As independent contractors, you ought to have a say in who you work with, where,
when, and at what prices. Flexibility that allows you to spend your free time how
you best see fit - whether that’s with loved ones or on projects you care about.
But to stay focused all-around, set a fulfilling vision that allows you to fill your
free time with joy, rather than job. You’ll need to outline the path that will get you
there: know where you want to go to understand which checkboxes to tick along
the way. That represents an investment in both time, energy, and resources. It
also requires a process-oriented approach, and the commitment to adhere to it.
Take New Years for example, when we find ourselves making ambitious
resolutions for the upcoming year. While research shows that the number of
adults that make New Year’s resolutions hovers between 40 and 50%, less than
10% manage to keep them for more than a few months. From ‘Dry January’
challenges that end up lasting a week, to unsustainable fad diets that barely make
it through the month of February, there’s a lot to be said about unrealistic goals
and inefficient planning. Such failures demonstrate that while setting goals for
oneself is as common as it is easy, it’s actually all irrelevant if we end up giving up
on them along the way.
Setting objectives that stick
There’s no universal answer to this, but the following rules can rid you of 3 bad habits that get in the way of results. Get them right, and you’ll have solved a big chunk of your problem. Let’s begin!
1/ Stop setting weak goals.
Weak goals are essentially low standards for success: they’re too comfortable and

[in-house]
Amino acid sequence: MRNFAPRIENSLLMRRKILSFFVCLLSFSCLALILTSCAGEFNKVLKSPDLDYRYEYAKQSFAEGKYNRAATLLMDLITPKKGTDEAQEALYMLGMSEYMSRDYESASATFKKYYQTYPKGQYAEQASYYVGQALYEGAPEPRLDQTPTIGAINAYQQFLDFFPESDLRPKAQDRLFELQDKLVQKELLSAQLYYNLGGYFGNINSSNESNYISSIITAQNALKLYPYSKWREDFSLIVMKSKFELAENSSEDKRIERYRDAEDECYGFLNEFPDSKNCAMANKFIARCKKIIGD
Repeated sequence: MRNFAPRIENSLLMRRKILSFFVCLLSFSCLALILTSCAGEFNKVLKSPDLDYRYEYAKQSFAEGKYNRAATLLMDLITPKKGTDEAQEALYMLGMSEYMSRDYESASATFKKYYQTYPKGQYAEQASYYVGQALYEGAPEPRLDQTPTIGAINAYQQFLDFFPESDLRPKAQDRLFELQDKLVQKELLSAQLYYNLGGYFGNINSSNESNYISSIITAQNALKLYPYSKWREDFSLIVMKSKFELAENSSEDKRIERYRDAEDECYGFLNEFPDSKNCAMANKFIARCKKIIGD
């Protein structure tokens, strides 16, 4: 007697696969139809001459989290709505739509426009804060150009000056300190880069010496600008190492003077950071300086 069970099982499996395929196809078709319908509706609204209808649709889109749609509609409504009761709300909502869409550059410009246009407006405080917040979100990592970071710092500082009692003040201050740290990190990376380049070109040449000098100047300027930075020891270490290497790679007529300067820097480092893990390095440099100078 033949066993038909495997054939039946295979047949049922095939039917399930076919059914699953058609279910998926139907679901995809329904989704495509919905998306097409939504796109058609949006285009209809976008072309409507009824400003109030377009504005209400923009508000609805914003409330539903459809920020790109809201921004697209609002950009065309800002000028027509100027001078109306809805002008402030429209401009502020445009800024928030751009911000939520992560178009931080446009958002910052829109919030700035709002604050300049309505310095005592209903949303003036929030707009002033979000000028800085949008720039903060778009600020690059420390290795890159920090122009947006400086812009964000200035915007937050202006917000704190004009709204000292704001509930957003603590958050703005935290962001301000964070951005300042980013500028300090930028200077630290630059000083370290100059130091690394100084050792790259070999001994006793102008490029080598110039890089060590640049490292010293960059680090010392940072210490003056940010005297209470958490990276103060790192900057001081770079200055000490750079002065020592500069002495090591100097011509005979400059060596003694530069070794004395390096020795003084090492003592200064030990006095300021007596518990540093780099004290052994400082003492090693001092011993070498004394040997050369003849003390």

too convenient. Indeed, a goal that doesn’t require extra effort, or only leverages a
fraction of our skill set, generally won’t produce personal or professional growth.
Don’t plan your agenda around objectives that neither excite, nor challenge you,
set challenging goals for yourself! Because challenging goals require constant
innovation and improvements, they will keep you properly motivated and lead you
to do things differently, to doing different things, or both.
2/ Don’t set unrealistic goals.
Setting goals you think you can achieve is imperative. By starting with the belief
that a goal is too hard before you even start, chances are it will be. If you feel
overwhelmed, find ways to break down your objective into smaller, more
manageable benchmarks. No matter how big or small, achievements are typically
made up of a series of small steps that result in minor changes. These changes
build on one another until you wake up one day to realise you’re closer to the
finish line than ever before. But be realistic from the beginning, and don’t bite off
more than you can chew.
3/ Measure your progress along the way.
To know where you’re going, you better know where you’re starting from - so
begin by setting yourself a timeline to success. Starting today. Then, determine
your course of action by setting up measurable milestones to test your progress.
Be specific! To help you visualise how much (or how little) you’ve improved since
“Day 1” these need to be clear and actionable. Do not merely “do” things: deliver
results that you can assess, refine, and reward. Your growth depends on your
ability to see both trees and the forrest.
Following through on professional & personal objectives can require significant
changes to your routine. Whether this means working longer hours, or working
“smarter” to accommodate improved levels of productivity - no matter what works
for you, make sure you find a framework you find practical, actionable, and... fun.